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Mirror group ‘to review procedures’ in wake of phone-hacking scandal

Trinity Mirror denies involvement in phone-hacking, though a New York Times report has implicated five journalists.

Piers Morgan has denied claims that he was aware of phone-hacking during his tenure at the Daily Mirror, where he worked from 1995 until 2004.
Piers Morgan has denied claims that he was aware of phone-hacking during his tenure at the Daily Mirror, where he worked from 1995 until 2004.
Image: Andy Butterton/PA Archive

THE TRINITY MIRROR newspaper group has announced a review into its editorial procedures following the explosion of the tabloid phone hacking scandal at its News International rival.

Trinity Mirror PLC spokesman Nick Fullagar said the inquiry was not an investigation into claims of phone hacking, but acknowledged that the scandal over the News of the World’s espionage campaign helped prompt the review.

“In light of recent events, we thought it was timely to look at our controls and procedures,” Fullagar told AP in a telephone interview.

Clearly, after any significant event, it’s just good corporate governance.

The Daily Mirror tabloid has come under a cloud of suspicion following revelations that rival newspaper the News of the World — recently shut down by publisher News International — routinely intercepted voicemails left for public figures.

One former Mirror journalist has alleged that phone hacking was rife at the left-leaning title when former editor Piers Morgan was in charge.

Last week the New York Times cited five unnamed former journalists at another Mirror title, the sports-and-celebrity-focused newspaper The People, as saying hacking was commonplace there as well from the late 1990s to early 2000.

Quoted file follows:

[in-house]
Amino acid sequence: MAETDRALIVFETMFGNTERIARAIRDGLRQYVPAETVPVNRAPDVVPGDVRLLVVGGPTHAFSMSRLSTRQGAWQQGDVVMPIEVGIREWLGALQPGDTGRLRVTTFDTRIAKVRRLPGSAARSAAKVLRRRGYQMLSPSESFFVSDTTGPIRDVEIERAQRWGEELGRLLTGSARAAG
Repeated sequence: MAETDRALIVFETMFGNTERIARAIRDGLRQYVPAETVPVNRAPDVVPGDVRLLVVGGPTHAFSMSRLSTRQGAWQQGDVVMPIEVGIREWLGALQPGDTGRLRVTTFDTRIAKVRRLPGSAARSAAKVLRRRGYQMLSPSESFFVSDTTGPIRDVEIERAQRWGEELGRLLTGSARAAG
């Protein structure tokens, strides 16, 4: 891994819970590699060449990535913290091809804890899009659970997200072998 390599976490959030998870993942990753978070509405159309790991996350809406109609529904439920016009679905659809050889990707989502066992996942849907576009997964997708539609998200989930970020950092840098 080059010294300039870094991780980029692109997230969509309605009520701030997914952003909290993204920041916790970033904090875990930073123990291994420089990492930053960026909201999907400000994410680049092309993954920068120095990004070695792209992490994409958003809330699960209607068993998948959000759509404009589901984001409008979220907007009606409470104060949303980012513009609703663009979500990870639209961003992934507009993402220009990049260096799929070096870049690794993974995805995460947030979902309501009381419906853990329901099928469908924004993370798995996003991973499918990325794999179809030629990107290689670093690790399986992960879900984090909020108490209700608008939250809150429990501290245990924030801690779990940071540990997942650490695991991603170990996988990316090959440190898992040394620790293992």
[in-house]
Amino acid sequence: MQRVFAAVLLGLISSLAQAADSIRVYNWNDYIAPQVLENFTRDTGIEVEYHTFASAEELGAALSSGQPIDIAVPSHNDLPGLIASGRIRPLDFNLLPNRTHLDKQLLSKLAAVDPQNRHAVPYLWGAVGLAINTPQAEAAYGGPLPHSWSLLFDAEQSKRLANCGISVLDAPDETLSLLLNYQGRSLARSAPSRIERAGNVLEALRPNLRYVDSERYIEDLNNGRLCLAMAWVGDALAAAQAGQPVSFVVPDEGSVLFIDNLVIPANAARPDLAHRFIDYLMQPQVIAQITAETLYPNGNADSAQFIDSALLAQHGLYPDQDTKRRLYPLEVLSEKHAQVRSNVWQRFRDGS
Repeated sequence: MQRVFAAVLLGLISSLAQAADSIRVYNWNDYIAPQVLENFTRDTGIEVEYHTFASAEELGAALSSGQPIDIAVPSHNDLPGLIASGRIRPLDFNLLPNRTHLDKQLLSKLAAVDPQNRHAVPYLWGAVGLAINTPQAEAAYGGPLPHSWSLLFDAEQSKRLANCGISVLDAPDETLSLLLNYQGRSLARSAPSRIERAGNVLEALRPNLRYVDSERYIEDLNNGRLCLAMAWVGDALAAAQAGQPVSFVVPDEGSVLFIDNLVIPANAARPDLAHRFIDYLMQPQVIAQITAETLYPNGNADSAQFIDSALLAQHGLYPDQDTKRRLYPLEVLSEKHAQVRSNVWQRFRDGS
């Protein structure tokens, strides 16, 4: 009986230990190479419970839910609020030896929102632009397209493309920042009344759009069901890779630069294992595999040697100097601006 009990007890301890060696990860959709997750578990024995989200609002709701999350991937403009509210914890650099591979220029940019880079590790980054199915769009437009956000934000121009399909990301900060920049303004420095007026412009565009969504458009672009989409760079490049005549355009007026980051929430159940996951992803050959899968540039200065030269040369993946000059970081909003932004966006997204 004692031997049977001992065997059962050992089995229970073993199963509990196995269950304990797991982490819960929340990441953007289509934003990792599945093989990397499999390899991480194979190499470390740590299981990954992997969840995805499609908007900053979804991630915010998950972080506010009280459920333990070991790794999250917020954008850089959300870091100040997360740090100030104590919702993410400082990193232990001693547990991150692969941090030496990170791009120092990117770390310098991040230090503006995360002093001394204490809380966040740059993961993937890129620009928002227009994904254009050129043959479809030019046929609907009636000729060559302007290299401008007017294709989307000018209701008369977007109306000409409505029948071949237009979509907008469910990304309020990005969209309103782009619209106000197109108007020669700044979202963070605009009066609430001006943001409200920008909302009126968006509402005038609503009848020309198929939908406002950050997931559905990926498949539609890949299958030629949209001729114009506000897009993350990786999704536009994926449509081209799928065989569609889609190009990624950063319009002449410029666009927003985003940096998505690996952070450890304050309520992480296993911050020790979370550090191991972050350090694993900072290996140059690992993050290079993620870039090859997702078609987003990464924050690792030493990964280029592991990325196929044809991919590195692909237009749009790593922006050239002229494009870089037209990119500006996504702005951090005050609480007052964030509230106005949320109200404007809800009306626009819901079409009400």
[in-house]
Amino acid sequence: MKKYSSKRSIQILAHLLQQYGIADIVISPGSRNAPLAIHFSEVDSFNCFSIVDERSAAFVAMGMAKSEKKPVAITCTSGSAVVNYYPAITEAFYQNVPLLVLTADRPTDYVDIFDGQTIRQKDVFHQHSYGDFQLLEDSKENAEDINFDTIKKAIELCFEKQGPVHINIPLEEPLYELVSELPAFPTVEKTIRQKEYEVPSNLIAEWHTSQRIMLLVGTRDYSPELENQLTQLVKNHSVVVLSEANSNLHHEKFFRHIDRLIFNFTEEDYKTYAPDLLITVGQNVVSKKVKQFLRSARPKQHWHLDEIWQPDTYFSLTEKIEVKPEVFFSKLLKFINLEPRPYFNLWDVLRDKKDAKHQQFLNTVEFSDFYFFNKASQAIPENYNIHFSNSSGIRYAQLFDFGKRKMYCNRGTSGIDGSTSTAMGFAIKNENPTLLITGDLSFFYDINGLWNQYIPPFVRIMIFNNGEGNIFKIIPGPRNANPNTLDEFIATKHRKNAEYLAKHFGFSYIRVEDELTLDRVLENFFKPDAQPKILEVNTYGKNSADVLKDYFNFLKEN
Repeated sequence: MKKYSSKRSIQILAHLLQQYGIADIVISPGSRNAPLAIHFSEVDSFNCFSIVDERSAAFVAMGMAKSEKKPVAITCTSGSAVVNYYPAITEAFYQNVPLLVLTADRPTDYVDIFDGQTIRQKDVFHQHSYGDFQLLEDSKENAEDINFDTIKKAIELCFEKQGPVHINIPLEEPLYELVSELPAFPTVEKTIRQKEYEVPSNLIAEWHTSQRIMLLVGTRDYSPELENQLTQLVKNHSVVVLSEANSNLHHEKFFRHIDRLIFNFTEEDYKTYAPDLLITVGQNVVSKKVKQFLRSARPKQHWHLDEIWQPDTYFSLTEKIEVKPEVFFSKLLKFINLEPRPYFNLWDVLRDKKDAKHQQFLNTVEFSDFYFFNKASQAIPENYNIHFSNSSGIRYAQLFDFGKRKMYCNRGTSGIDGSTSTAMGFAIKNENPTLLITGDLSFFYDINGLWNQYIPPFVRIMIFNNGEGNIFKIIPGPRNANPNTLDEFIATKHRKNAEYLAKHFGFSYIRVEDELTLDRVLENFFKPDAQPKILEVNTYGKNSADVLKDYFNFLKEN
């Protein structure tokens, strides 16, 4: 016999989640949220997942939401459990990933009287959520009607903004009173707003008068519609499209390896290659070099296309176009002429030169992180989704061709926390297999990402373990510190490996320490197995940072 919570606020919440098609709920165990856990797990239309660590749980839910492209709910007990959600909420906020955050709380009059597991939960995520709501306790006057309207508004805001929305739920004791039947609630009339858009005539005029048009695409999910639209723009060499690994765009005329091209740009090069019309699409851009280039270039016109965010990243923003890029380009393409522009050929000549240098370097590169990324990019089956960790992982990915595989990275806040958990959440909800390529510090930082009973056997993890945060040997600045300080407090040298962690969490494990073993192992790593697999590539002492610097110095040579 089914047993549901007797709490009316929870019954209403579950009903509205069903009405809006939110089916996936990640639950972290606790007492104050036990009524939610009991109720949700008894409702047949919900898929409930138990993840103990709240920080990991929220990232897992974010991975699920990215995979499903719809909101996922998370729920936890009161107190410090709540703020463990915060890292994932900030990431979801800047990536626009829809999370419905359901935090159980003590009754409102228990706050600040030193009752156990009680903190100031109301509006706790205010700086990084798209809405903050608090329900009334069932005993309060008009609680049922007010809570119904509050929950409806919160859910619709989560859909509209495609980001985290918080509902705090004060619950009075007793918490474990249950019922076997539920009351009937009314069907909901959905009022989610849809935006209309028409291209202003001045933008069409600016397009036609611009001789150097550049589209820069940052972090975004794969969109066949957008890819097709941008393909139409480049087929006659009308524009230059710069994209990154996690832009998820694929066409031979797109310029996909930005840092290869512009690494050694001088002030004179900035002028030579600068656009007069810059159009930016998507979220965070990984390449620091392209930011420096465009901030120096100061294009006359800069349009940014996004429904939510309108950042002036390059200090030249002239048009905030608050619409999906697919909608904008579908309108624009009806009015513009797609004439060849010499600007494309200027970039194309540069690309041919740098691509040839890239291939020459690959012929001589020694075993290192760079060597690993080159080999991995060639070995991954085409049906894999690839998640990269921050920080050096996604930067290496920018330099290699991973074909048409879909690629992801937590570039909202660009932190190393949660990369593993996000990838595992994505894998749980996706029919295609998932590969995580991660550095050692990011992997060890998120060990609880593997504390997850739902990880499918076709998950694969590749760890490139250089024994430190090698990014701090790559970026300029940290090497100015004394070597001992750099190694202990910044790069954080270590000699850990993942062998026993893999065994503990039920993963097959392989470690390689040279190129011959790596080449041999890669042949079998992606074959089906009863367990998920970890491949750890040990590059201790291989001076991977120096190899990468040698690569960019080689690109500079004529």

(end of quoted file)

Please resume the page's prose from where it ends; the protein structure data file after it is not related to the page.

The Trinity Mirror has not commented on the claims, although British media commentators have long suspected that the hacking extended well beyond the News of the World.

In recent weeks particular attention has been focused on Piers Morgan, with bloggers and journalists zeroing in on references to phone hacking made by the CNN host in his 2005 book, “The Insider” and in past interviews.

“Loads of newspaper journalists were doing it,” Morgan said in an interview with supermodel Naomi Campbell published in 2007.

Morgan went on to say that Clive Goodman, the News of the World reporter whose conviction for phone hacking the same year first lifted the lid on the practice, “has been made the scapegoat for a very widespread practice.”

Morgan had since denied being involved in phone hacking.

Fullagar, the Trinity Mirror’s spokesman, said the media group’s review would cover how editors were made aware of where stories came from. It would also cover how and under what circumstances the Trinity Mirror paid for stories.

Fullagar said that the review panel would also include editorial, legal and financial directors. It will be chaired by Charmian Steven, the company’s director of risk and audit.


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